This article was translated by John R. Bopp

We made those most of Spring Break to take a quick tour of one of our favorite places on the Basque coast: Pasaia.

Specifically, we drove to their most touristic and attractive places, Pasai San Pedro and Pasai Donibane, two towns within this municipality that have flanked the narrow mouth of this harbor, the Port of Pasaia, which is the most protected on the Bay of Biscay.

Carta náutica Del Puerto de Pasaia de 1788
Nautical chart of the Port of Pasaia from 1788 (Source)

When you arrive, you discover two towns separated by a narrow body of water that is the entrance to the Port of Pasaia.  Connecting the two is a small boat, called La Motora.

It’s amazing how these two towns have grown on the narrow strip of land between the mountains and the sea.  This situation means that as you’re walking down the main street (which is practically the only street) of Pasai Donibane, you can feel the waves of the bay hitting the ground underfoot.

La estrecha bocana de Puerto de Pasaiaa y la motora que transporta a los pasajeros de una a otra orilla.
The narrow entrance to the Port of Pasaia and the boat that transports passengers from one side to the other.

When we stand there and look at the entrance to the port, which the boat crosses in just one minute, and then we look at the boats docked at the same port, we can’t help but wonder how its possible they go in or out of that narrow, winding waterway.  Of course, a good part of that “miracle” is the responsibility of the port’s pilots.  If you’d like to understand what we’re talking about, take a look at a video they made on their website:

Or this other video, where you can see the whole process of getting the Azamara Journey, the first cruise ship to visit, into the port.

This point of the Basque Coast is closely tied with both the history of our country and important events.  During our visit, alongside the Pasai Donibane dock for the Motora, the memorial dedicated to the town’s citizens’ participation in the Battle of Ronceveaux Pass.

Alongside it, just a few meters away, is another memorial to when the Marquis of Layfeyette set sail from this port, at just 20 years of age, aboard the La Victorie, a sailboat he had bought himself just a bit earlier in Bordeaux, to help the Continental Army fight for the independence of the US.  His boat set sain on April 26, 1777 with supplies of arms (5,000 rifles) from the factories in Gipuzkoa and a crew of 65 volunteers.  It was his first trip to the New World, and the start of the legend of the “Hero of Two Worlds”.

But its privileged connection with history goes far beyond that: it was also a Roman port, a port for part of the Invincible Armada, a logistical center for the Guipuzcoan Company of Caracas, birthplace of Blas de Lezo, the place where Victor Hugo discovered the Basques… Strolling down its streets is not only to enjoy a place of beauty and personality.  Strolling down its streets is strolling through history.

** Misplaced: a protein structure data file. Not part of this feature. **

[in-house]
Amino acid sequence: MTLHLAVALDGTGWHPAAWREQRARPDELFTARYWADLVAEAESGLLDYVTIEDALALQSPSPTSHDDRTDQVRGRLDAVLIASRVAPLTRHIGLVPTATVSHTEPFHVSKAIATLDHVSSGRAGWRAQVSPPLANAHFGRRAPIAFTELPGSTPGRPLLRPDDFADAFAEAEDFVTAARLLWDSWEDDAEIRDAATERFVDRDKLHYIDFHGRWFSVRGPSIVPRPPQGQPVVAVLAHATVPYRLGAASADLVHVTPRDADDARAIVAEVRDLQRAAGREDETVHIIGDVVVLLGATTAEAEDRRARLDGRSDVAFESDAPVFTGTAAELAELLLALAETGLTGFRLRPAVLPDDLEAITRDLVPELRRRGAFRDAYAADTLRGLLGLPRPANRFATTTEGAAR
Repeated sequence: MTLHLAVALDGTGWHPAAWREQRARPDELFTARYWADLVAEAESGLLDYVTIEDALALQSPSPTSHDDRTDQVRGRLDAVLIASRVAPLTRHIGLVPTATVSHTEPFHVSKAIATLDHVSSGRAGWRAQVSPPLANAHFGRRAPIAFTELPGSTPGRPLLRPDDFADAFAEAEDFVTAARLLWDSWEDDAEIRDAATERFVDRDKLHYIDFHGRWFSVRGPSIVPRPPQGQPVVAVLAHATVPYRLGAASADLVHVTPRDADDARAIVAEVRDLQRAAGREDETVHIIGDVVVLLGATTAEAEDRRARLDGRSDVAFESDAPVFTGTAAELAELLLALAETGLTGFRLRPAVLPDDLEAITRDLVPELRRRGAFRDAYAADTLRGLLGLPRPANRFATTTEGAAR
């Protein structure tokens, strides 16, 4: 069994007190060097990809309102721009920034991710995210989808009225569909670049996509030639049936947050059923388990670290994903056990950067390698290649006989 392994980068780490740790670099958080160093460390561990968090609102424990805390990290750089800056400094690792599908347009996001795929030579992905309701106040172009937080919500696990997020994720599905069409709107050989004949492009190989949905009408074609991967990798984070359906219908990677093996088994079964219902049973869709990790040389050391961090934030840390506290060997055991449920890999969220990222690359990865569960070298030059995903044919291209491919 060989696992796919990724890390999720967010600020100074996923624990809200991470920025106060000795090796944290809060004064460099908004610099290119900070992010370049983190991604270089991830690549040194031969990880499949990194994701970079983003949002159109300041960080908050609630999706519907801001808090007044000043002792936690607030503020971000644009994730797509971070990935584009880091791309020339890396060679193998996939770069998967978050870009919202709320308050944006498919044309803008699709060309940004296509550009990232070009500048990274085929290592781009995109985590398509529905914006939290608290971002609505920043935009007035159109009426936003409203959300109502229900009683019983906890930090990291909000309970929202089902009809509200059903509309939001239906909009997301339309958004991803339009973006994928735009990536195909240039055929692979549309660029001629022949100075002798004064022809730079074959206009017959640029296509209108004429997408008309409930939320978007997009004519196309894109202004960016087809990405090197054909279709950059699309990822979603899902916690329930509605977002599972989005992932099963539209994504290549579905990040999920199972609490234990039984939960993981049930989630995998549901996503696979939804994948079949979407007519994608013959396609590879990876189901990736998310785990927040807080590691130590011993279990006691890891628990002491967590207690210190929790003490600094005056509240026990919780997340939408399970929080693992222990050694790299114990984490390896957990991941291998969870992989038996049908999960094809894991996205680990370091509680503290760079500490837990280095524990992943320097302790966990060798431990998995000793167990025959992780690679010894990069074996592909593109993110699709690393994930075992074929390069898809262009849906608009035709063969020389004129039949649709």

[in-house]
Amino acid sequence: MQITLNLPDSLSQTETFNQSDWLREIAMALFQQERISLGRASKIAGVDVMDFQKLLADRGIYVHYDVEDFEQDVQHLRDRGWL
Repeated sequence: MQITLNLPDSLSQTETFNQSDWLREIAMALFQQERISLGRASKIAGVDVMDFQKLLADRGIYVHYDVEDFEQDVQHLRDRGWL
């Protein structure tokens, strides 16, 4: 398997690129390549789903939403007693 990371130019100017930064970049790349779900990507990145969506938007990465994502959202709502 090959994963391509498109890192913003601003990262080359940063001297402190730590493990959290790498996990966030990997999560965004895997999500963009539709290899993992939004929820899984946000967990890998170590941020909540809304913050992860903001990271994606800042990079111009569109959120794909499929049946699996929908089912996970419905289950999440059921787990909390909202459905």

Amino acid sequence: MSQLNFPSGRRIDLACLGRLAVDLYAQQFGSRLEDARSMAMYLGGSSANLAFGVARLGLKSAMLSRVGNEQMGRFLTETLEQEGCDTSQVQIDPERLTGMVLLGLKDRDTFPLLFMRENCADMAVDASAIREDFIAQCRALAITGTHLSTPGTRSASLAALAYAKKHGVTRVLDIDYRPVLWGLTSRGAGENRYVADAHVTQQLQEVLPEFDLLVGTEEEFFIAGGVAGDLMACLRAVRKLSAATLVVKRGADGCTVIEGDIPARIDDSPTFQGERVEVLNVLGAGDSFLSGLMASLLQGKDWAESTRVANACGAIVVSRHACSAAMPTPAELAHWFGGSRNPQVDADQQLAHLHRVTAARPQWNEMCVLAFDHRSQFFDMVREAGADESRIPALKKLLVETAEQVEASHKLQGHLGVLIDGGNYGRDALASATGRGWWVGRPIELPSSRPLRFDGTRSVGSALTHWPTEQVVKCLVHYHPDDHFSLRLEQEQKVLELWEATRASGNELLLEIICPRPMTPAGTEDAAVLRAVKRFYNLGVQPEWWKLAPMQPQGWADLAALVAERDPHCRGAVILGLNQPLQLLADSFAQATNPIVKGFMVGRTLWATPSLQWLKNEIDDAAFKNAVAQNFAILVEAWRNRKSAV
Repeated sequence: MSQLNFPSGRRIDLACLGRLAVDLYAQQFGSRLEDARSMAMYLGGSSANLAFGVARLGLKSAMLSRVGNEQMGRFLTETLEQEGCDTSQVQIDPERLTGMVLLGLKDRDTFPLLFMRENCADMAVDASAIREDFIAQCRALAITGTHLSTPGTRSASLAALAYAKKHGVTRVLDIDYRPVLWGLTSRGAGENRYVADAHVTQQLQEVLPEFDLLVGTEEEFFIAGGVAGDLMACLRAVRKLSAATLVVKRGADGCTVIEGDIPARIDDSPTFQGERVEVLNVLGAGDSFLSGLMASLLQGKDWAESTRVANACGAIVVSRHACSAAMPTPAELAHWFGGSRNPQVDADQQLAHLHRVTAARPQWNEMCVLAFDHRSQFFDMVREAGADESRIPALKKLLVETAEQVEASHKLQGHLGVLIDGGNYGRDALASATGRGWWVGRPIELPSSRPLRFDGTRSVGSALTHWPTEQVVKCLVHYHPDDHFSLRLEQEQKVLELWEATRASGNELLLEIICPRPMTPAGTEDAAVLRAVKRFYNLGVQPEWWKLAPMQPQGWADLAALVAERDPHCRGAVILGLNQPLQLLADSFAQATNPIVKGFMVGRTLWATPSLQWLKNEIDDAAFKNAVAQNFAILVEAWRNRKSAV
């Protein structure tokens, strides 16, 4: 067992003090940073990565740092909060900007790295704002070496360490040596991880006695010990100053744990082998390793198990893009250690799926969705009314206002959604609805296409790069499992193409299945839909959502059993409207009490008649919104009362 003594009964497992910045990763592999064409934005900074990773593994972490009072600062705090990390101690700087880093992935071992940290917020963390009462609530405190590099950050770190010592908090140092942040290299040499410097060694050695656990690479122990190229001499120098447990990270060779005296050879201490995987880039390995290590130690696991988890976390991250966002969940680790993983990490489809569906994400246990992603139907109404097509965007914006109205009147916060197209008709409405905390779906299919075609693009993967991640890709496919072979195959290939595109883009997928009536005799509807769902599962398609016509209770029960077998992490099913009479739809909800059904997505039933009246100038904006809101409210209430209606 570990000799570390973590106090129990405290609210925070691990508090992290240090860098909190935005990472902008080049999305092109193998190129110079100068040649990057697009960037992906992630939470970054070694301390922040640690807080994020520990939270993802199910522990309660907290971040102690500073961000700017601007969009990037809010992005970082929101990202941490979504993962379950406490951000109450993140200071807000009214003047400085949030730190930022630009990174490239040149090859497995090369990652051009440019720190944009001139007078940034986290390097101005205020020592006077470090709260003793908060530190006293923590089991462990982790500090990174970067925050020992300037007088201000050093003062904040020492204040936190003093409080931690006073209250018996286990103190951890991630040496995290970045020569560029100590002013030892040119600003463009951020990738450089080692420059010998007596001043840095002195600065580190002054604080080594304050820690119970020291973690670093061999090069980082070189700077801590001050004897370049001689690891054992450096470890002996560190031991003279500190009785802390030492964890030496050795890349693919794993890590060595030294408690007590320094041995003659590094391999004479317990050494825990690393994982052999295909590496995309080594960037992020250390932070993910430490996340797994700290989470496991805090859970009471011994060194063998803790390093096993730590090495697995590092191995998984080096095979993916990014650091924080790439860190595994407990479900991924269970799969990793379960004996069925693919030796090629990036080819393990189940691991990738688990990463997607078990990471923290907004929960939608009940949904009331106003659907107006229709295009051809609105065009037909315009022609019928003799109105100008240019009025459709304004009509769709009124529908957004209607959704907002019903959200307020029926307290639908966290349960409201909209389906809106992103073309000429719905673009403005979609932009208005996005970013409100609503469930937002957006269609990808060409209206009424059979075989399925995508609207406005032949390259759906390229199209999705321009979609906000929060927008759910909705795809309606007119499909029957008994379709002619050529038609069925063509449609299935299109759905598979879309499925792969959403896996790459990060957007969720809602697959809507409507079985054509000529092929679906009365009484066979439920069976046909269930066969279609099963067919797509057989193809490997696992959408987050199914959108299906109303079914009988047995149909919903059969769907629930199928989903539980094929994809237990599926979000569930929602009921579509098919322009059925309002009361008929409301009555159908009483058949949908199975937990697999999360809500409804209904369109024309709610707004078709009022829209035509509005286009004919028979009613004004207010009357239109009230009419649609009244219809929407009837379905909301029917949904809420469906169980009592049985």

But, as we always say in this section, we just tell our experiences, and we invite our readers to enjoy these places we visit and enjoy for themselves.  We’re not tour guides.

Pasaiako planoa
Pasaiako planoa (Oarsoaldea)

This is especially true if, as is this case, there are great resources to be had.  We recommend the Oarsoaldea website, which has lots of clear info online to get to know the main tourist resources in the Gipuzcoan towns of Renteria, Lezo, Oiartzun, and Pasaia.  It’s a great website to use to plan a weekend getaway or a day trip.

On this occasion, we dedicated a few hours one afternoon when the weather kept changing from sunny to rainy and back.  This meant we weren’t able to visit many important places, so they’ll have to wait for our next visit.

Albaola la Factoría Marítima Vasca
Albaola la Factoría Marítima Vasca

Without a doubt, one of those things we’re eager to check out in that next visit is the Albaola Basque Sea Factory.  As they explain on the Oarsoaldea site:

Albaola factory evokes many sea odysseys lived by the Basque people along the New World trough the whale hunters and their vessels. More than a museum, this factory is an imaginative and open space where you can learn, thanks to a dynamic process, the sea history of the Basques watching the public construction of the replica of one of its most famous ships: XVIth century whale ship SAN JUAN.

Since we are huge admirers of Basque sailing history in the North Atlantic, we have to visit the replica of the ship San Juan, which is being rebuilt right at this extraordinary location.

Also, we’ll try to get that visit to coincide with the 2018 Pasaia Maritime Festival.  From May 17-21, more than 100 boats with over 400 crewmen will inundate the city of Pasaia for this grand international maritime heritage event.

We’d like to share a vide and some photos of our brief visit to this corner of the Basque Coast, which has the best harbor in the Bay of Biscay.

And we’ll be back, because this visit was just the beginning.

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